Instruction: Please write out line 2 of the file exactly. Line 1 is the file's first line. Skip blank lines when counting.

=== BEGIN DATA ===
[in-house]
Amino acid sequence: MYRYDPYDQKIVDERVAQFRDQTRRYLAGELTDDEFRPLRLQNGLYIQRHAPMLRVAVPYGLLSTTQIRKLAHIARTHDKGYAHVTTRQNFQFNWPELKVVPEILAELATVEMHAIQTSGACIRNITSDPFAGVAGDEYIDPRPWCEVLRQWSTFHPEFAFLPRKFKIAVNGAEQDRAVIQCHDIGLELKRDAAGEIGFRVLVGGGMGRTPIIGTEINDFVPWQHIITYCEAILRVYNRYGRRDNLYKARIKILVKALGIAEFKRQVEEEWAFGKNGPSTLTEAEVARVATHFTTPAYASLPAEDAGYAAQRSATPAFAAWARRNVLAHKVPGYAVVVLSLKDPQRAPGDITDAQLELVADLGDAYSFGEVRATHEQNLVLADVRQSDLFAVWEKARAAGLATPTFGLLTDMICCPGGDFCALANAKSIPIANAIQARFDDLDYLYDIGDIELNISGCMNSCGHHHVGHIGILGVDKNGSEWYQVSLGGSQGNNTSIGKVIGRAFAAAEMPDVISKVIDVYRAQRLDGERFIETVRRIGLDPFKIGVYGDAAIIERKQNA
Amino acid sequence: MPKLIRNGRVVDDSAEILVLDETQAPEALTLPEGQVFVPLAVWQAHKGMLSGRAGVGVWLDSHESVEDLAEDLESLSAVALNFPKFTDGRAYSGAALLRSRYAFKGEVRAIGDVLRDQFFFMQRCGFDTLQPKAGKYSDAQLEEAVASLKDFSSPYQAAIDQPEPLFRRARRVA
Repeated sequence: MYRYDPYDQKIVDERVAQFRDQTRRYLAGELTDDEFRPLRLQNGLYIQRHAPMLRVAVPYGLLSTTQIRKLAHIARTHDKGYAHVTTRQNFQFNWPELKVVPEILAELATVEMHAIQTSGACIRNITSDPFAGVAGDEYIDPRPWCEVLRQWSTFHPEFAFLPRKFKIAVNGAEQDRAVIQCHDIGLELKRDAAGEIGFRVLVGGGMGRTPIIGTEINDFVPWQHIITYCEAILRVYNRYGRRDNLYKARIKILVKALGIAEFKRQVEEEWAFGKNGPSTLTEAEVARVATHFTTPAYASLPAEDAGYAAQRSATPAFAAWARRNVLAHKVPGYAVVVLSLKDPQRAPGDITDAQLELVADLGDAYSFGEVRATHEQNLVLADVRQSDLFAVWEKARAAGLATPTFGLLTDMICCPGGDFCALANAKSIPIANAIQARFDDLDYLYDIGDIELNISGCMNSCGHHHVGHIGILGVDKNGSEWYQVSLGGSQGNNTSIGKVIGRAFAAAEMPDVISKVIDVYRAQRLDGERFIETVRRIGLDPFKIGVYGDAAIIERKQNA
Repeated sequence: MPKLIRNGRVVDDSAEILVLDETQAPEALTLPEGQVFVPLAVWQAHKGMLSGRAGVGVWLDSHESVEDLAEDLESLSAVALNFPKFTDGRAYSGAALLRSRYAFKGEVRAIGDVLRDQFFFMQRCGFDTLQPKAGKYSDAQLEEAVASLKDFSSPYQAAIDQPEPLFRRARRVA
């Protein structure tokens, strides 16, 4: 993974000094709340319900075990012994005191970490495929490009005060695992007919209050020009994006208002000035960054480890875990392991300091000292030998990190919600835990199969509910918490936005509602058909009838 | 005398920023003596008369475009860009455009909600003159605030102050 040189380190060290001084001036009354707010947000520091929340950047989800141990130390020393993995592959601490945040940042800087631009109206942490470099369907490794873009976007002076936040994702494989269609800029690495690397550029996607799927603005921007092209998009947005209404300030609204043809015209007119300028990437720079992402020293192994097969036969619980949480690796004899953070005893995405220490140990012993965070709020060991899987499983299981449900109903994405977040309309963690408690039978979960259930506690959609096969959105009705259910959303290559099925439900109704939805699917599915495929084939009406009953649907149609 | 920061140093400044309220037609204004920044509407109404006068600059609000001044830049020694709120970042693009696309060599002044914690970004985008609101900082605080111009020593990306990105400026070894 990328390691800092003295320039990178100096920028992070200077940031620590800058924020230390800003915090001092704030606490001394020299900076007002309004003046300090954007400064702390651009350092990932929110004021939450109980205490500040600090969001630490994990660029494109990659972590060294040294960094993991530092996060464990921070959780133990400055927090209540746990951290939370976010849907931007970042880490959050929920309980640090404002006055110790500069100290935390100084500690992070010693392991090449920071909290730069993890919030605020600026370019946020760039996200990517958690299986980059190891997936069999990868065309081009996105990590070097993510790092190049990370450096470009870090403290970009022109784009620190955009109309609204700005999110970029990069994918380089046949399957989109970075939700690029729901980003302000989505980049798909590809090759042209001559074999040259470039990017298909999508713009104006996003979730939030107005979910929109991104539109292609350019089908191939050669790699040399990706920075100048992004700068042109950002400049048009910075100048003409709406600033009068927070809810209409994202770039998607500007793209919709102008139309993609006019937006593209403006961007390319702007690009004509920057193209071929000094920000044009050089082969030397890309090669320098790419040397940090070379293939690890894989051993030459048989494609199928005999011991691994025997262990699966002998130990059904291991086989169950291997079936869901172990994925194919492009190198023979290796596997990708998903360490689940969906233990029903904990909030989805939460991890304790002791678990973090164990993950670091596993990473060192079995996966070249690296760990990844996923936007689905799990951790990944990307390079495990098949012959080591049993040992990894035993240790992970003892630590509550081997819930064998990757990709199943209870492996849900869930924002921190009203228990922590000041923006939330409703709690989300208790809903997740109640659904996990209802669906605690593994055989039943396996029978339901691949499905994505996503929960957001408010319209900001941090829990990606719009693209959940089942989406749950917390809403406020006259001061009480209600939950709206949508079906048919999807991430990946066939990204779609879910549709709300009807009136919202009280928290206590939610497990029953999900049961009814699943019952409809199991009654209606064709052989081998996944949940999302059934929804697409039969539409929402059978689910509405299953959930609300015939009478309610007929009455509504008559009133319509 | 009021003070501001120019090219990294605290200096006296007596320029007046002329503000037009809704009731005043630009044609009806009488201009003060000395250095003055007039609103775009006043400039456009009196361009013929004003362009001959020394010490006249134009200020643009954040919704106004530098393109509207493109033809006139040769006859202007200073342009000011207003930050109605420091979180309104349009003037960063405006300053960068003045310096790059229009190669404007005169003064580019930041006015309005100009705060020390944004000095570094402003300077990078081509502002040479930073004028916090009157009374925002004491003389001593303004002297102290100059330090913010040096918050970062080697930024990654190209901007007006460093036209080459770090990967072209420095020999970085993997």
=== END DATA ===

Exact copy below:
Amino acid sequence: MYRYDPYDQKIVDERVAQFRDQTRRYLAGELTDDEFRPLRLQNGLYIQRHAPMLRVAVPYGLLSTTQIRKLAHIARTHDKGYAHVTTRQNFQFNWPELKVVPEILAELATVEMHAIQTSGACIRNITSDPFAGVAGDEYIDPRPWCEVLRQWSTFHPEFAFLPRKFKIAVNGAEQDRAVIQCHDIGLELKRDAAGEIGFRVLVGGGMGRTPIIGTEINDFVPWQHIITYCEAILRVYNRYGRRDNLYKARIKILVKALGIAEFKRQVEEEWAFGKNGPSTLTEAEVARVATHFTTPAYASLPAEDAGYAAQRSATPAFAAWARRNVLAHKVPGYAVVVLSLKDPQRAPGDITDAQLELVADLGDAYSFGEVRATHEQNLVLADVRQSDLFAVWEKARAAGLATPTFGLLTDMICCPGGDFCALANAKSIPIANAIQARFDDLDYLYDIGDIELNISGCMNSCGHHHVGHIGILGVDKNGSEWYQVSLGGSQGNNTSIGKVIGRAFAAAEMPDVISKVIDVYRAQRLDGERFIETVRRIGLDPFKIGVYGDAAIIERKQNA